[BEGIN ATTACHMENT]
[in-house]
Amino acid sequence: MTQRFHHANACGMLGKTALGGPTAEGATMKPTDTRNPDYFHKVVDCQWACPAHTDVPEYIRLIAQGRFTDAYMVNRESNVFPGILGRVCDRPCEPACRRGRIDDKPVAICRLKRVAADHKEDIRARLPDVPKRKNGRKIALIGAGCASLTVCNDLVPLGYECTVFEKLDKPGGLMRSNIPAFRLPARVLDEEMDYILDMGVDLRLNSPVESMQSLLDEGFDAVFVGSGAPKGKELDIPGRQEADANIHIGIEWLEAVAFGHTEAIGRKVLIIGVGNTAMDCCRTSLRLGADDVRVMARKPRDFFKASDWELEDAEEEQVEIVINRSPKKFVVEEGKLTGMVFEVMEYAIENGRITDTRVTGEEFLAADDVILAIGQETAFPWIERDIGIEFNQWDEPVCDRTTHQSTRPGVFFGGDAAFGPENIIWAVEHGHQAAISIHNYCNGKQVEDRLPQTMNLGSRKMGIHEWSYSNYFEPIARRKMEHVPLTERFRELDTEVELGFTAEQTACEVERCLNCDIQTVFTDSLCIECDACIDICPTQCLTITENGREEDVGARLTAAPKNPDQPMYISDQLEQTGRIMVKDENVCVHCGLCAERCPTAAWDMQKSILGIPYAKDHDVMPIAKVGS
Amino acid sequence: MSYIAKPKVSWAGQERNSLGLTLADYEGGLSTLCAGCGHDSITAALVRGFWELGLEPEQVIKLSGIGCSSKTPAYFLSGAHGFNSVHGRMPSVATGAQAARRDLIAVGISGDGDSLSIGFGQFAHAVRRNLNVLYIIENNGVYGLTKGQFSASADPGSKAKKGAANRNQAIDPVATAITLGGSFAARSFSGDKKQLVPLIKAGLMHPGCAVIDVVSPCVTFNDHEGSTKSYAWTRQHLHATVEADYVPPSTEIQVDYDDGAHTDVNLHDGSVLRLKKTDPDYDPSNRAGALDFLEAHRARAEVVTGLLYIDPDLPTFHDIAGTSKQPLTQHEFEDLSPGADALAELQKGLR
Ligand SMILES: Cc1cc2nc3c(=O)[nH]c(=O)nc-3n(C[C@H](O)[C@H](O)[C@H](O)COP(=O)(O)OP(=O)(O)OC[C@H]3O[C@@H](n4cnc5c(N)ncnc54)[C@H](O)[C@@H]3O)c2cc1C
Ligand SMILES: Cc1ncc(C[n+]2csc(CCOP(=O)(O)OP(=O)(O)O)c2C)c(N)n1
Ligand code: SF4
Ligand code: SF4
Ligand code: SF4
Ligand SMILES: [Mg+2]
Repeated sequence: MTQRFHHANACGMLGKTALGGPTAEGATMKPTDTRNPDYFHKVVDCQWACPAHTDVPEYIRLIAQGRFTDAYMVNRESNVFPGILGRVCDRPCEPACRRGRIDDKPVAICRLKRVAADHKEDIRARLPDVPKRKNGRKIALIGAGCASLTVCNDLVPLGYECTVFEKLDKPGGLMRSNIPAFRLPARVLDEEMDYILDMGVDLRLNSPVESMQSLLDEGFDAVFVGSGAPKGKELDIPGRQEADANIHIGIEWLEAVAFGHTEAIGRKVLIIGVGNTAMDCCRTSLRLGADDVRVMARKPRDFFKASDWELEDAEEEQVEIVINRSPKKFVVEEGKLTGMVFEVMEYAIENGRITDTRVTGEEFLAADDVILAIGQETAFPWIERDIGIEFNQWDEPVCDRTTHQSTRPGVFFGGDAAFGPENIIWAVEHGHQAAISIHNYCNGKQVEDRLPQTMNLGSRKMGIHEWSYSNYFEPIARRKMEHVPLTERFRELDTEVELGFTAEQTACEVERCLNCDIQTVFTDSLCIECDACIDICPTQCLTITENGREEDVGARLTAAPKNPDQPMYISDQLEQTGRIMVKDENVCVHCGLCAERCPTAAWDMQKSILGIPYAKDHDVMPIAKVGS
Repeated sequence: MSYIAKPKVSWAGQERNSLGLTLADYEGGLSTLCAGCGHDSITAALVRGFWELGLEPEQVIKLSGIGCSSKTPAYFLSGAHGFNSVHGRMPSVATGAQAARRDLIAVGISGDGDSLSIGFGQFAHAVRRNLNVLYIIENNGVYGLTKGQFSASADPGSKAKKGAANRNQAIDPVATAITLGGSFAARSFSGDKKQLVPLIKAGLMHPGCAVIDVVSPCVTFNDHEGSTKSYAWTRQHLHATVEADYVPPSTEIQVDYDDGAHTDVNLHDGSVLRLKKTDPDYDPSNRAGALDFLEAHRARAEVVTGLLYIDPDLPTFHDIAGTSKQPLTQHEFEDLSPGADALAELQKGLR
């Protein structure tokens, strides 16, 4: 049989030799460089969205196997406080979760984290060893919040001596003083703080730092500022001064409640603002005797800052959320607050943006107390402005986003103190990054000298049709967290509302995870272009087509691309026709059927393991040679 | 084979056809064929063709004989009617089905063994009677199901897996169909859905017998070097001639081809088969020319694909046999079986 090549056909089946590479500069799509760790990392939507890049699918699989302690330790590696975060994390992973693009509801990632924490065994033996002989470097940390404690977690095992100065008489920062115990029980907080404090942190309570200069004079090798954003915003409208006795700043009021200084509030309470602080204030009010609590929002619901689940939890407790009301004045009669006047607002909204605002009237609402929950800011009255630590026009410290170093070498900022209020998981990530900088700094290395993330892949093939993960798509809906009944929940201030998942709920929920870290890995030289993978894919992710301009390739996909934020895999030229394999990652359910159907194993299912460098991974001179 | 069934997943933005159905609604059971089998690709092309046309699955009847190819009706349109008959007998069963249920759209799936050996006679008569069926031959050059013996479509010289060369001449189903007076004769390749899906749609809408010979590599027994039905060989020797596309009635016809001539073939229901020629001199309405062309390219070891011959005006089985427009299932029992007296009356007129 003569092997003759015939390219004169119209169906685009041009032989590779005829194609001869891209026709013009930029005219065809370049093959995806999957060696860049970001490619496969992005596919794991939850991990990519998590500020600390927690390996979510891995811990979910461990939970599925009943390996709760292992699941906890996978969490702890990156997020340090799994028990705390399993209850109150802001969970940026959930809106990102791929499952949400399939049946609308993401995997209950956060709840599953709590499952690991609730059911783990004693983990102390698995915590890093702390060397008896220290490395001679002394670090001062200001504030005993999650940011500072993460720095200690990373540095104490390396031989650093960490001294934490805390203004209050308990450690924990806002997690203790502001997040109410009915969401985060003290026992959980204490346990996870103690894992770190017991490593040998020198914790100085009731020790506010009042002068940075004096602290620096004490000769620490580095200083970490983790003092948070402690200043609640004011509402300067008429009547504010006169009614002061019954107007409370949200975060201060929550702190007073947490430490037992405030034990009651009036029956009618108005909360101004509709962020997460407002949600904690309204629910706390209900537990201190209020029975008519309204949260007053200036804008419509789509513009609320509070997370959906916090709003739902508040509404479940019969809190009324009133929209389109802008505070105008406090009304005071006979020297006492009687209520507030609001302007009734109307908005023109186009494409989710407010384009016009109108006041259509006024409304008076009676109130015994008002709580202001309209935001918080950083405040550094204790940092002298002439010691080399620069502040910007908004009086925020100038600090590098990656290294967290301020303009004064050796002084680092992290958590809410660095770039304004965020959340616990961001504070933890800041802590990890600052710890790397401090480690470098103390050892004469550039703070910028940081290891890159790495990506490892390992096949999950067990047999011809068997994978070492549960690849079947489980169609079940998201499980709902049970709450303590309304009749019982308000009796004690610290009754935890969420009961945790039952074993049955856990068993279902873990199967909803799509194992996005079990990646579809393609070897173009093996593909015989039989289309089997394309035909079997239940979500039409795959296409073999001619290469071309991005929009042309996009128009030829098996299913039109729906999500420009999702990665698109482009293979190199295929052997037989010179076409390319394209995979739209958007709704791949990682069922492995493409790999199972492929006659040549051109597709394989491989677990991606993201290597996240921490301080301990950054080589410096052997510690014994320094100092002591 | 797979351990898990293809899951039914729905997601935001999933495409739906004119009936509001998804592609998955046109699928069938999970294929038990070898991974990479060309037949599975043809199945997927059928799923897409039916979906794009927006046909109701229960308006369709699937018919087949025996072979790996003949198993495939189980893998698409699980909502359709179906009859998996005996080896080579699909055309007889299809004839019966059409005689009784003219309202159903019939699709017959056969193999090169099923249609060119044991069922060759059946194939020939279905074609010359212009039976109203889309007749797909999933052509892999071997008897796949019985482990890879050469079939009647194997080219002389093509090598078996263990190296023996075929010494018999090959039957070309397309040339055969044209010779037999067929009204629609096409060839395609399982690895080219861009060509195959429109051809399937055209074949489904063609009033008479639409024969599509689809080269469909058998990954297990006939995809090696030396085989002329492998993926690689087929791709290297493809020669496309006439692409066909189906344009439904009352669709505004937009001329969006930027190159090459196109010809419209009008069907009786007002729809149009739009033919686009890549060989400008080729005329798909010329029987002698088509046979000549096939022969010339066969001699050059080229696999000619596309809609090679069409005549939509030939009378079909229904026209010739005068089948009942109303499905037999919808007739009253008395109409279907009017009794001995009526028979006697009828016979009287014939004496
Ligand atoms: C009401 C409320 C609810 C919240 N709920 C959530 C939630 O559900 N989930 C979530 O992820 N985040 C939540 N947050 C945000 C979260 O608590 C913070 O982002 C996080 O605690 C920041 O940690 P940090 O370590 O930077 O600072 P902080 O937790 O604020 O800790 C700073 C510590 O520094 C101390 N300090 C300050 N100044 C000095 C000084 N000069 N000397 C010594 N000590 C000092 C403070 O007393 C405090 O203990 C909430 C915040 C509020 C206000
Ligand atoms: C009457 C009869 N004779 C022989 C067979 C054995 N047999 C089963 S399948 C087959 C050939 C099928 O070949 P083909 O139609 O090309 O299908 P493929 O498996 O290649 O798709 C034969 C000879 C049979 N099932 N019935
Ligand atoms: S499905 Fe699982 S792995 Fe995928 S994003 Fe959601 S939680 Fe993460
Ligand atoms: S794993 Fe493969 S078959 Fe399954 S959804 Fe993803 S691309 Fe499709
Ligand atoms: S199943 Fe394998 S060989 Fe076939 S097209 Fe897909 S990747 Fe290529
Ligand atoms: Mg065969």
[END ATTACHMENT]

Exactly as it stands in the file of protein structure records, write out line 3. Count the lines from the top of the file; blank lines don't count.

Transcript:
Amino acid sequence: MSYIAKPKVSWAGQERNSLGLTLADYEGGLSTLCAGCGHDSITAALVRGFWELGLEPEQVIKLSGIGCSSKTPAYFLSGAHGFNSVHGRMPSVATGAQAARRDLIAVGISGDGDSLSIGFGQFAHAVRRNLNVLYIIENNGVYGLTKGQFSASADPGSKAKKGAANRNQAIDPVATAITLGGSFAARSFSGDKKQLVPLIKAGLMHPGCAVIDVVSPCVTFNDHEGSTKSYAWTRQHLHATVEADYVPPSTEIQVDYDDGAHTDVNLHDGSVLRLKKTDPDYDPSNRAGALDFLEAHRARAEVVTGLLYIDPDLPTFHDIAGTSKQPLTQHEFEDLSPGADALAELQKGLR